The iPad, along with the iPhone and iPod Touch, does not support Adobe Flash. This include Flash videos, games and websites that use Flash for navigation. As time goes on, more developers are turning to HTML 5 to do the things they used to do with Adobe Flash, with HTML 5 being fully supported by the iPad's Safari browser.
But why doesn't Apple just simply support Flash until HTML 5 catches up?
Flash lacks reliability.
Flash has been pointed to as one of the most common culprits when a Mac crashes, which is one of the major reasons why Steve Jobs took a stand against Flash coming to the iOS platform. Flash also raises security concerns and has had performance issues on mobile devices.
Flash eats up the battery.
Apple has always been very sensitive to the battery needs of its mobile devices. When implementing the Retina Display on the newest iPad, they expanded the battery to keep the same basic battery life even though the display required more power. Adobe Flash for mobile devices has issues with eating up a lot of battery power, especially when compared to native apps built from the ground up for the iPad.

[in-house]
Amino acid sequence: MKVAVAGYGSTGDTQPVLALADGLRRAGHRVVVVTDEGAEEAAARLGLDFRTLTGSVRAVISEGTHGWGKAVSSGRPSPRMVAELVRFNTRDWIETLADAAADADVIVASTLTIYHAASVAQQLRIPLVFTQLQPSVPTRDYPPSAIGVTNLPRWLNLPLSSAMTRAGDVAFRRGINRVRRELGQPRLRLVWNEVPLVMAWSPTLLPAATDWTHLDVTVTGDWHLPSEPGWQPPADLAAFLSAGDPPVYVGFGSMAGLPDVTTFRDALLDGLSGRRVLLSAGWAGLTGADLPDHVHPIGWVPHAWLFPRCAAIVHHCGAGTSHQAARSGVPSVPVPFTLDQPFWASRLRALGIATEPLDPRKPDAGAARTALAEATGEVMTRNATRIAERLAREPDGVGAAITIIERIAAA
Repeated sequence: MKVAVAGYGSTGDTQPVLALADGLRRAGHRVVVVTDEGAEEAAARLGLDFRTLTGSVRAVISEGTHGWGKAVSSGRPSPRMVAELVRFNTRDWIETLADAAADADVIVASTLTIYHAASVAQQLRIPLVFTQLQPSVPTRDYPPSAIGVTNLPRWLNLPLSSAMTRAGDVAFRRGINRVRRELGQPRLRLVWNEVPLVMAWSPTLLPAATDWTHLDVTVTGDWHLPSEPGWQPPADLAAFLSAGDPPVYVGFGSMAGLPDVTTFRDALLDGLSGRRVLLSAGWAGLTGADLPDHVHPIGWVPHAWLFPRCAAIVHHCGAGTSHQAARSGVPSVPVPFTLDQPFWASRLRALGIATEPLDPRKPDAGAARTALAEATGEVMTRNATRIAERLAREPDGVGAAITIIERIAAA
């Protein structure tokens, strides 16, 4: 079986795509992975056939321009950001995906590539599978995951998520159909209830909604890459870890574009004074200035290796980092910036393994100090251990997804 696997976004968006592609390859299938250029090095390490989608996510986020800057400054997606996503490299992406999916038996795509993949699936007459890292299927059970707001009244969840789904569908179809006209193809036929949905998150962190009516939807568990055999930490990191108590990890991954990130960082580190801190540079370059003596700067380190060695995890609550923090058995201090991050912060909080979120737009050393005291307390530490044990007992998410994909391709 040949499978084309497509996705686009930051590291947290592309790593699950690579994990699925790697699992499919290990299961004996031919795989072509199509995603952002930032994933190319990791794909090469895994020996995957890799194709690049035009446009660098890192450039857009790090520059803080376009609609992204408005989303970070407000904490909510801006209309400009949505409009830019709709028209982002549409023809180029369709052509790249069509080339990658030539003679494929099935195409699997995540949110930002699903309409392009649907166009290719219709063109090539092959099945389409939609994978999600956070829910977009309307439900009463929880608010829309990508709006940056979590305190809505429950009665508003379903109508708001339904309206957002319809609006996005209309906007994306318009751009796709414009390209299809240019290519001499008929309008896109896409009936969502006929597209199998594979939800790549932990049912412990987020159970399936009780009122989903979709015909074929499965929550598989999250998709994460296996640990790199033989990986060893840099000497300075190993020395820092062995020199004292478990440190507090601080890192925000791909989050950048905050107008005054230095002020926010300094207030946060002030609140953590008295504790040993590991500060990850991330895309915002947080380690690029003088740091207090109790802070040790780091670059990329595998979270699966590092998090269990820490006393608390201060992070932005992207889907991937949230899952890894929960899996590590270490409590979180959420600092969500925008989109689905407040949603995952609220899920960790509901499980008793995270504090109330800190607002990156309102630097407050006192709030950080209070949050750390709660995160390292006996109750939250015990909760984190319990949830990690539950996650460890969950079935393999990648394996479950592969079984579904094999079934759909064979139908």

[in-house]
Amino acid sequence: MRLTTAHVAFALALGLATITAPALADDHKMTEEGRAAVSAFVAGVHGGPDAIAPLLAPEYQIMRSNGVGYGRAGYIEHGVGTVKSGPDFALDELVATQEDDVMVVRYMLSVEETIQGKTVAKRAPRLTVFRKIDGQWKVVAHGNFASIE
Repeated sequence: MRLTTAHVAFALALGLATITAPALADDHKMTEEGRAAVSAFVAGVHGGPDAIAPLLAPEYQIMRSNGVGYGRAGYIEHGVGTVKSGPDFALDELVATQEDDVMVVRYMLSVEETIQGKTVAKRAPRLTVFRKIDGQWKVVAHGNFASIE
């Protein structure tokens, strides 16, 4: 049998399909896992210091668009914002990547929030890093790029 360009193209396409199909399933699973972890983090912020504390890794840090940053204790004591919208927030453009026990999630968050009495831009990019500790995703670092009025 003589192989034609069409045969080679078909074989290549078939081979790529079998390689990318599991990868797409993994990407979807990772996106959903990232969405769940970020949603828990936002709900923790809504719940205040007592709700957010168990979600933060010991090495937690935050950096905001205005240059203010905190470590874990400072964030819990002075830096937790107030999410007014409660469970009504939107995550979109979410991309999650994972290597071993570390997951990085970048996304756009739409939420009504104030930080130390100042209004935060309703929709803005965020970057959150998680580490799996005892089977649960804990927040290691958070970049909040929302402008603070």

Not designed for touch-based screens.
Flash is designed for desktop and laptop PCs, which means it is designed for the same types of input found on these computers: keyboards and mice. As a touch-based device, this would cause a poor user experience for iPad users trying to use a Flash-based website or play a Flash game.
Adobe is dropping mobile support of Flash.
Perhaps the biggest reason why we won't see Flash in the future comes not from Apple, but from Adobe. Flash has continued to have problems in the mobile market, and with the rise of HTML 5, the writing is on the wall. Adobe dropped support for mobile Flash and switched their support to HTML 5 in 2011.